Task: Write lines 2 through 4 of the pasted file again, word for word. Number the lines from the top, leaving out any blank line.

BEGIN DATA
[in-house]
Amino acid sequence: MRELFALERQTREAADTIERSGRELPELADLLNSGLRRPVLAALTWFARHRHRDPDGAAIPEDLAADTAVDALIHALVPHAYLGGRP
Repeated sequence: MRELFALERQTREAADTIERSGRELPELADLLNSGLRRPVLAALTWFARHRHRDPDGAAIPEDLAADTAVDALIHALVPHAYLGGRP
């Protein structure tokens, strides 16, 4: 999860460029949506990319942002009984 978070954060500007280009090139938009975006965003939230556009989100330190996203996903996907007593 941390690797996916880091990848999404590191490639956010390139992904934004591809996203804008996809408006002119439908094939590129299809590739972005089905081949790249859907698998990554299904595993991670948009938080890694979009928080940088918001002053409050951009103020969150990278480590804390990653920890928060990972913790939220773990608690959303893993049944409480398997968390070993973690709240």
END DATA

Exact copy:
Amino acid sequence: MRELFALERQTREAADTIERSGRELPELADLLNSGLRRPVLAALTWFARHRHRDPDGAAIPEDLAADTAVDALIHALVPHAYLGGRP
Repeated sequence: MRELFALERQTREAADTIERSGRELPELADLLNSGLRRPVLAALTWFARHRHRDPDGAAIPEDLAADTAVDALIHALVPHAYLGGRP
């Protein structure tokens, strides 16, 4: 999860460029949506990319942002009984 978070954060500007280009090139938009975006965003939230556009989100330190996203996903996907007593 941390690797996916880091990848999404590191490639956010390139992904934004591809996203804008996809408006002119439908094939590129299809590739972005089905081949790249859907698998990554299904595993991670948009938080890694979009928080940088918001002053409050951009103020969150990278480590804390990653920890928060990972913790939220773990608690959303893993049944409480398997968390070993973690709240």